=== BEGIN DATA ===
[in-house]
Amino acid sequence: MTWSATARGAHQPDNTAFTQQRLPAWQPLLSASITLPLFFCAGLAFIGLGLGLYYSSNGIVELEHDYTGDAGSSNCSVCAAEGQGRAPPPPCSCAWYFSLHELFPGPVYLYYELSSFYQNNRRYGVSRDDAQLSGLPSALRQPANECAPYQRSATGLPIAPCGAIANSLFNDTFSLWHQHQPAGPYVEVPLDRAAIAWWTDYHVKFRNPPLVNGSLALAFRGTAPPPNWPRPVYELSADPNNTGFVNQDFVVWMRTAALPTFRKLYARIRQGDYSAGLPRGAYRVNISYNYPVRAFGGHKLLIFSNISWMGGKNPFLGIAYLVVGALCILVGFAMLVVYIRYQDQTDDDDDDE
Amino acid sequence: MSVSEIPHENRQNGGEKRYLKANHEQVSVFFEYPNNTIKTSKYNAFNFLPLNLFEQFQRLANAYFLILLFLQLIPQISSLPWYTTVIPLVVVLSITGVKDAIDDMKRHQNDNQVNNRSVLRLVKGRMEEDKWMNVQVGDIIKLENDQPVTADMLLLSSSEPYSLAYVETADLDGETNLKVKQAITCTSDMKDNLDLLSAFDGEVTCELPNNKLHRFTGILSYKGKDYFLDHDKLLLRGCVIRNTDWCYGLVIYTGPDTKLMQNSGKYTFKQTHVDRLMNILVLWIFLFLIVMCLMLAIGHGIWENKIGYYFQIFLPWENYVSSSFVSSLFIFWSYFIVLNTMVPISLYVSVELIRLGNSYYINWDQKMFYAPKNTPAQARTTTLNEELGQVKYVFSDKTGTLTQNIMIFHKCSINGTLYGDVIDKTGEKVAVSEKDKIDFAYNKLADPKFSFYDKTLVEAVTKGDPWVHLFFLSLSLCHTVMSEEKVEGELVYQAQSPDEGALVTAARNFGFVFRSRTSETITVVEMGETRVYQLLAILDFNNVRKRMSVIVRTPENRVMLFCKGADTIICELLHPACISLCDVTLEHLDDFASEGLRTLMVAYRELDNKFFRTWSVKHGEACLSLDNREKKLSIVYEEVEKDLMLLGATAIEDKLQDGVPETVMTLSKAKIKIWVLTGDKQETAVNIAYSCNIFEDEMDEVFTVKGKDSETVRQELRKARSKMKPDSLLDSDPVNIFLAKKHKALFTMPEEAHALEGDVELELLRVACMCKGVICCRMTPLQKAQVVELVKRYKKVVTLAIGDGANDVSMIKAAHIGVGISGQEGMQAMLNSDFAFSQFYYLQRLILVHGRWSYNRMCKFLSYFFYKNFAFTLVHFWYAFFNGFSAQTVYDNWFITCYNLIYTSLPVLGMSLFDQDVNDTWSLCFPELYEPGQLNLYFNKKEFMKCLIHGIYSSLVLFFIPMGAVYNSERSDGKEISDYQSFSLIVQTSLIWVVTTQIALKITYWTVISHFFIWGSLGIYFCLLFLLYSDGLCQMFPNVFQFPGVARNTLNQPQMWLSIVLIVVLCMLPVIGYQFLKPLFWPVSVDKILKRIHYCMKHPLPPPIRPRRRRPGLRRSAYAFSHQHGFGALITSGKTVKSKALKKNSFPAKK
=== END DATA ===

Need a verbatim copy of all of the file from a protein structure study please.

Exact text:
[in-house]
Amino acid sequence: MTWSATARGAHQPDNTAFTQQRLPAWQPLLSASITLPLFFCAGLAFIGLGLGLYYSSNGIVELEHDYTGDAGSSNCSVCAAEGQGRAPPPPCSCAWYFSLHELFPGPVYLYYELSSFYQNNRRYGVSRDDAQLSGLPSALRQPANECAPYQRSATGLPIAPCGAIANSLFNDTFSLWHQHQPAGPYVEVPLDRAAIAWWTDYHVKFRNPPLVNGSLALAFRGTAPPPNWPRPVYELSADPNNTGFVNQDFVVWMRTAALPTFRKLYARIRQGDYSAGLPRGAYRVNISYNYPVRAFGGHKLLIFSNISWMGGKNPFLGIAYLVVGALCILVGFAMLVVYIRYQDQTDDDDDDE
Amino acid sequence: MSVSEIPHENRQNGGEKRYLKANHEQVSVFFEYPNNTIKTSKYNAFNFLPLNLFEQFQRLANAYFLILLFLQLIPQISSLPWYTTVIPLVVVLSITGVKDAIDDMKRHQNDNQVNNRSVLRLVKGRMEEDKWMNVQVGDIIKLENDQPVTADMLLLSSSEPYSLAYVETADLDGETNLKVKQAITCTSDMKDNLDLLSAFDGEVTCELPNNKLHRFTGILSYKGKDYFLDHDKLLLRGCVIRNTDWCYGLVIYTGPDTKLMQNSGKYTFKQTHVDRLMNILVLWIFLFLIVMCLMLAIGHGIWENKIGYYFQIFLPWENYVSSSFVSSLFIFWSYFIVLNTMVPISLYVSVELIRLGNSYYINWDQKMFYAPKNTPAQARTTTLNEELGQVKYVFSDKTGTLTQNIMIFHKCSINGTLYGDVIDKTGEKVAVSEKDKIDFAYNKLADPKFSFYDKTLVEAVTKGDPWVHLFFLSLSLCHTVMSEEKVEGELVYQAQSPDEGALVTAARNFGFVFRSRTSETITVVEMGETRVYQLLAILDFNNVRKRMSVIVRTPENRVMLFCKGADTIICELLHPACISLCDVTLEHLDDFASEGLRTLMVAYRELDNKFFRTWSVKHGEACLSLDNREKKLSIVYEEVEKDLMLLGATAIEDKLQDGVPETVMTLSKAKIKIWVLTGDKQETAVNIAYSCNIFEDEMDEVFTVKGKDSETVRQELRKARSKMKPDSLLDSDPVNIFLAKKHKALFTMPEEAHALEGDVELELLRVACMCKGVICCRMTPLQKAQVVELVKRYKKVVTLAIGDGANDVSMIKAAHIGVGISGQEGMQAMLNSDFAFSQFYYLQRLILVHGRWSYNRMCKFLSYFFYKNFAFTLVHFWYAFFNGFSAQTVYDNWFITCYNLIYTSLPVLGMSLFDQDVNDTWSLCFPELYEPGQLNLYFNKKEFMKCLIHGIYSSLVLFFIPMGAVYNSERSDGKEISDYQSFSLIVQTSLIWVVTTQIALKITYWTVISHFFIWGSLGIYFCLLFLLYSDGLCQMFPNVFQFPGVARNTLNQPQMWLSIVLIVVLCMLPVIGYQFLKPLFWPVSVDKILKRIHYCMKHPLPPPIRPRRRRPGLRRSAYAFSHQHGFGALITSGKTVKSKALKKNSFPAKK